Meanwhile Ivan Ilyitch was moved to a little leather sofa that stood in the dining-room. While they were clearing the tables and putting them away, Pseldonimov was rushing all over the place to borrow money, he even tried to get it from the servants, but it appeared that nobody had any. He even ventured to trouble Akim Petrovitch who had stayed after the other guests. But good-natured as he was, the latter was reduced to such bewilderment and even alarm at the mention of money that he uttered the most unexpected and foolish phrases:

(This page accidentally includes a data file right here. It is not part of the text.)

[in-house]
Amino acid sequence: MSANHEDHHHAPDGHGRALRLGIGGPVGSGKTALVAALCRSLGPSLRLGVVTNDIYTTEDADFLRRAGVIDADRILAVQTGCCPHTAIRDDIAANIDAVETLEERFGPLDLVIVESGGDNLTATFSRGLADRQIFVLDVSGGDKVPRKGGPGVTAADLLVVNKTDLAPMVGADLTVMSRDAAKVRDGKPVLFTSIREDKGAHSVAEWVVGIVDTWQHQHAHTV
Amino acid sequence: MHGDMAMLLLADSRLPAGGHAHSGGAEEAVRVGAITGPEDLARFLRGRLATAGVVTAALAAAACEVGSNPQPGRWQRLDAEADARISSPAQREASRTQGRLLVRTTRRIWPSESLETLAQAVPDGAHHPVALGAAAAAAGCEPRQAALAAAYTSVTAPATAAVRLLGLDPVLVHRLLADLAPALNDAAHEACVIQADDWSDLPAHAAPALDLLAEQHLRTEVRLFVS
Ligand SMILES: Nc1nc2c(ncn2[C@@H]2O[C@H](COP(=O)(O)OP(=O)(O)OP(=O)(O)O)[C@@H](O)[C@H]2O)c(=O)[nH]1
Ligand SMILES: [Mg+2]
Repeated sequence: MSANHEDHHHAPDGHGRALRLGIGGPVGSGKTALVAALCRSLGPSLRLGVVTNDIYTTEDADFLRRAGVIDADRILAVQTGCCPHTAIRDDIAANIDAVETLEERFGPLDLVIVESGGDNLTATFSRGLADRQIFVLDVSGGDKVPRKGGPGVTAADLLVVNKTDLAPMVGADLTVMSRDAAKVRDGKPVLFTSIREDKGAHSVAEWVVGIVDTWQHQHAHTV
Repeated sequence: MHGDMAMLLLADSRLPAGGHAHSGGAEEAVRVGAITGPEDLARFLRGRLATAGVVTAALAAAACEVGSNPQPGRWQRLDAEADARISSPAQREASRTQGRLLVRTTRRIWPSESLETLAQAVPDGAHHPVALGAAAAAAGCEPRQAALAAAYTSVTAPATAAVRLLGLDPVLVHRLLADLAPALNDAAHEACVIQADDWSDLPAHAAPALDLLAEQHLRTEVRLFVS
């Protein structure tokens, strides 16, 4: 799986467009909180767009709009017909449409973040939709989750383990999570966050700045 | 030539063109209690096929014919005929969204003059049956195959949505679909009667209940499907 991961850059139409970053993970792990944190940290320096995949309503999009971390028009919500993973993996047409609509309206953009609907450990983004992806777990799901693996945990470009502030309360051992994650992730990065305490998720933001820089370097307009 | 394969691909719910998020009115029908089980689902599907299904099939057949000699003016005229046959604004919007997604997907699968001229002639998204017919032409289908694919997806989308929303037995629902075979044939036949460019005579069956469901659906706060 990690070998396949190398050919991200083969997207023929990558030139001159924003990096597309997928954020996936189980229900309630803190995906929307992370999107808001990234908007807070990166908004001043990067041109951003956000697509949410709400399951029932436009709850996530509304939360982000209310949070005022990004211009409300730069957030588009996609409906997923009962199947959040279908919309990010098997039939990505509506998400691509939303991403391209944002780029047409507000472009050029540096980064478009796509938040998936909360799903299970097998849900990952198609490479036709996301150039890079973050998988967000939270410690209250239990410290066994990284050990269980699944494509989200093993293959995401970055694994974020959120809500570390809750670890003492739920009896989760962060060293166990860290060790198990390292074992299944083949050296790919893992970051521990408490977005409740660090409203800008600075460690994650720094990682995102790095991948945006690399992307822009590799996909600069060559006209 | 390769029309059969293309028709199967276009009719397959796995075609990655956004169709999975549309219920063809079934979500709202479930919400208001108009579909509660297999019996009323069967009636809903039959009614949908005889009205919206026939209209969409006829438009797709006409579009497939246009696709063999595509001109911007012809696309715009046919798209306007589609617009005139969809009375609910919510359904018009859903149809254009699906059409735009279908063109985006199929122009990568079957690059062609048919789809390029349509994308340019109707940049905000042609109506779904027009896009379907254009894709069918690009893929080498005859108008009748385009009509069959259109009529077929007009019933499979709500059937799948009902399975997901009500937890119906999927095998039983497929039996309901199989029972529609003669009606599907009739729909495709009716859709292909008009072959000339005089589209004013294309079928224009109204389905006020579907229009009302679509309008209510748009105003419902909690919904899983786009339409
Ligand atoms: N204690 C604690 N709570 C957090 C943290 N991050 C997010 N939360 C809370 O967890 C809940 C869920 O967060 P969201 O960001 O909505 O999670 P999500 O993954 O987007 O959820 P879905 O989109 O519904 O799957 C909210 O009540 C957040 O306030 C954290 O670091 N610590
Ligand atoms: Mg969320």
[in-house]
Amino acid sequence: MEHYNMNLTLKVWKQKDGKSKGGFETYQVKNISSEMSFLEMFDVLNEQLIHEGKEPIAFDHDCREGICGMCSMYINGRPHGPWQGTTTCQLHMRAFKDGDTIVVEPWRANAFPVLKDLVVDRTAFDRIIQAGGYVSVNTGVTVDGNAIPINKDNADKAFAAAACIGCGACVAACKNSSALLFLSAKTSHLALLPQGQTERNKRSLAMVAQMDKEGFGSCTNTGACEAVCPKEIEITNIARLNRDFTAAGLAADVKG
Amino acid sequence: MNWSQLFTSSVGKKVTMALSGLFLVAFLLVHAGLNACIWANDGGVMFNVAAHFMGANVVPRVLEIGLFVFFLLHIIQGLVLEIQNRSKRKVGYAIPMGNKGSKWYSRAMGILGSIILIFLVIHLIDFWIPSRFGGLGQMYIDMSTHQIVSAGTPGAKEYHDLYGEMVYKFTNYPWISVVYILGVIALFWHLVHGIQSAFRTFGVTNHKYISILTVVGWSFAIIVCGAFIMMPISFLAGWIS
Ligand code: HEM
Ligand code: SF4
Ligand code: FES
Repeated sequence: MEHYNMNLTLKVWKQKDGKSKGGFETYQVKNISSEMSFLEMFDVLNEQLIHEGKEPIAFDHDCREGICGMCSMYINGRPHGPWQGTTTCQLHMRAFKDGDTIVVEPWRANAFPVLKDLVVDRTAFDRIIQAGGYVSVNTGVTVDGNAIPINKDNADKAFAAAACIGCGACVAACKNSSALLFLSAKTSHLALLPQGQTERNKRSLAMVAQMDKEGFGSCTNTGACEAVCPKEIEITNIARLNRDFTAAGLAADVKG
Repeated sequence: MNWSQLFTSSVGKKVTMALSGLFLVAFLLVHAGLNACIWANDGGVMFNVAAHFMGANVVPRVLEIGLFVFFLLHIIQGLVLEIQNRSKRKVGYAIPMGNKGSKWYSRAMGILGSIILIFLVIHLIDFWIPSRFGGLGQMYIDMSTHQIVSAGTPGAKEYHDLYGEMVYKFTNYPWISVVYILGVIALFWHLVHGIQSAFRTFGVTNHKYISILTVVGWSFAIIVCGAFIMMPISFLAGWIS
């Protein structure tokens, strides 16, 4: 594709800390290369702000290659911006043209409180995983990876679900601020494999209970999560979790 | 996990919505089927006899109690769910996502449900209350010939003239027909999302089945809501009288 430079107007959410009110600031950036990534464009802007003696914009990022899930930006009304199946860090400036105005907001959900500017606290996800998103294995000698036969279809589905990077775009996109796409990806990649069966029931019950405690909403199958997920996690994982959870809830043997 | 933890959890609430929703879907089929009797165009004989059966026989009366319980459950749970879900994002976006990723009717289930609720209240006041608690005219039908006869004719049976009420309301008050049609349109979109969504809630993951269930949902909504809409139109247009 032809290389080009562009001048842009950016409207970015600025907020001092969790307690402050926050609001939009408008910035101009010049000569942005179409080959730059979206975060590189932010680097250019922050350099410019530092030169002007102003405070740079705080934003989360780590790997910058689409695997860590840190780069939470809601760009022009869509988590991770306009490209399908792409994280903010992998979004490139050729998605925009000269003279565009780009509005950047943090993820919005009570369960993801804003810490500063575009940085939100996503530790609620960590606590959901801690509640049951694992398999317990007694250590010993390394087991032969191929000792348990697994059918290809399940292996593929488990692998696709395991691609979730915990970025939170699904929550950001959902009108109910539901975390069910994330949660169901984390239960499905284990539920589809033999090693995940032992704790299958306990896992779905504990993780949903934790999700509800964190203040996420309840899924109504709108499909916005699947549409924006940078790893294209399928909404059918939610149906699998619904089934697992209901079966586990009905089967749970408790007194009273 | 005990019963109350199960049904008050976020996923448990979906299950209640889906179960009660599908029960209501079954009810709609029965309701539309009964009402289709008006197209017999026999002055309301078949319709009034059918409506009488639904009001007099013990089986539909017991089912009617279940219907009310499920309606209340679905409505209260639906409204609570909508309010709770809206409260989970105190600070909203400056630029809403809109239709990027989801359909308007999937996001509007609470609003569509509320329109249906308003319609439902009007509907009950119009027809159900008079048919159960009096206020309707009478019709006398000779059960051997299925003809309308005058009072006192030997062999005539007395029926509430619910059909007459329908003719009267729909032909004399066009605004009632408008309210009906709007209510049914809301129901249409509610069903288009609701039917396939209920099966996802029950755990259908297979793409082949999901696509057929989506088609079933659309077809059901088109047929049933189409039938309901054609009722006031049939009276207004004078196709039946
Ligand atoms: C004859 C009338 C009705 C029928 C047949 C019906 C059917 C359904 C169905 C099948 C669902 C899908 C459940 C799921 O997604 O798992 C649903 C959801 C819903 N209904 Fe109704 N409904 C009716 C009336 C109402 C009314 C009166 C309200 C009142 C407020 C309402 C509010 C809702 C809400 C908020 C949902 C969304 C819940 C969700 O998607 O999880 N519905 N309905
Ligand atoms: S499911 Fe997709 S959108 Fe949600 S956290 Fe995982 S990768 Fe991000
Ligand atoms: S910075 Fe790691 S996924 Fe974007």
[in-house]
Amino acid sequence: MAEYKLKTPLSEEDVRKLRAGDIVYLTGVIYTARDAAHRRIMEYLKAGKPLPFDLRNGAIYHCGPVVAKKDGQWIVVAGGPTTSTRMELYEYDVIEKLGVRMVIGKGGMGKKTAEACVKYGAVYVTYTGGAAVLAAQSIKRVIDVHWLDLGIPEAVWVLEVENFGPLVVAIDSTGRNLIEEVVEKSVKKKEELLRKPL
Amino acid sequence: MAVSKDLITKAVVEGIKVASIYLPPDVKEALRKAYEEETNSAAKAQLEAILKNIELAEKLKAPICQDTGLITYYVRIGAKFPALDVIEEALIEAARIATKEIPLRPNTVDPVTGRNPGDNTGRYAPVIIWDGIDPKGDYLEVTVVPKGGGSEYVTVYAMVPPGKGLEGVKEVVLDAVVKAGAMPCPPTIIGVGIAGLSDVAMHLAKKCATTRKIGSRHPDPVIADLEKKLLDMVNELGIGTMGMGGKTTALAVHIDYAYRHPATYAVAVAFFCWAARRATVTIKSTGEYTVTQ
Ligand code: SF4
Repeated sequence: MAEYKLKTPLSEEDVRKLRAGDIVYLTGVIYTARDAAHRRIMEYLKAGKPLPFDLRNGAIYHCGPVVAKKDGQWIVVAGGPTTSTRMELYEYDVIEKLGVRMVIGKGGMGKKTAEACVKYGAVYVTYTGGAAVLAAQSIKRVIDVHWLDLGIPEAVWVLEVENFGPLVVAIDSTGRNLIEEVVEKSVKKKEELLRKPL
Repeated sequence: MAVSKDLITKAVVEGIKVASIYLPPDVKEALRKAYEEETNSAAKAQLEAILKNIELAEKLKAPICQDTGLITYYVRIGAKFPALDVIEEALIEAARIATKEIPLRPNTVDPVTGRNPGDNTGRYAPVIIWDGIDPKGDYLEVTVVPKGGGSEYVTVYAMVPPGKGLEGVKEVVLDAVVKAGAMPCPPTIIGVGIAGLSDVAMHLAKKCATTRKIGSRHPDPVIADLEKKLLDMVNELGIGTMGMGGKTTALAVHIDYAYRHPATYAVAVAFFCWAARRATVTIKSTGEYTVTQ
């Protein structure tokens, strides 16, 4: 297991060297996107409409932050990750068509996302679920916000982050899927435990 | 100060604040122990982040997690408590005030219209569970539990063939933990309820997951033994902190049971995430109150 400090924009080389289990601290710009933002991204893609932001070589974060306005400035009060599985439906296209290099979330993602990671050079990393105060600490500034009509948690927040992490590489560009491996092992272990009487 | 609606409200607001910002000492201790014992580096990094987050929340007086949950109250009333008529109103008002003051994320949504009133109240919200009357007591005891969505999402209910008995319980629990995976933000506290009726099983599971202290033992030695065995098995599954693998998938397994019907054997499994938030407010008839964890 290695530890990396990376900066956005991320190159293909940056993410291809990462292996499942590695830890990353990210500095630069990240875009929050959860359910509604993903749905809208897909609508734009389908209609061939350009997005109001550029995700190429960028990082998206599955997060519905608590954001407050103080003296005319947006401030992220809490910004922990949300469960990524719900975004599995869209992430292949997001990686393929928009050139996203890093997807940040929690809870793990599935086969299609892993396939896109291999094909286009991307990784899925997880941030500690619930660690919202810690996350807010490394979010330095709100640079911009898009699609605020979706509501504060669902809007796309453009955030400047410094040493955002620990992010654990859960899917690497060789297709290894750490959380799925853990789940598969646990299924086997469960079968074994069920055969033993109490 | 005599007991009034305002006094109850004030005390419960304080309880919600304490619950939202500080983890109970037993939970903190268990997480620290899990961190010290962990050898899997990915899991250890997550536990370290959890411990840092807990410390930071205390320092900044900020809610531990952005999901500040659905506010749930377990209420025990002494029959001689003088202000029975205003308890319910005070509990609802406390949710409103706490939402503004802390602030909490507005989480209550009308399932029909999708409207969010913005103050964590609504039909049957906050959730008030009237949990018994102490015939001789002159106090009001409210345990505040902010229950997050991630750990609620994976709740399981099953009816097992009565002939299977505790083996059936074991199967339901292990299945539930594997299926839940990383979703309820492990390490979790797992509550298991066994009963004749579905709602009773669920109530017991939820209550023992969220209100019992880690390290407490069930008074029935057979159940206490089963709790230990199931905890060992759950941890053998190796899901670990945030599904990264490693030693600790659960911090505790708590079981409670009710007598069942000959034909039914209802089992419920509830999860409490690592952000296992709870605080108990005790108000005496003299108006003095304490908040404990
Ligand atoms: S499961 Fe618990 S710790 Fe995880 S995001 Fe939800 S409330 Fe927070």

“Another time, with pleasure,” he muttered, “but now . . . you really must excuse me. . . . ”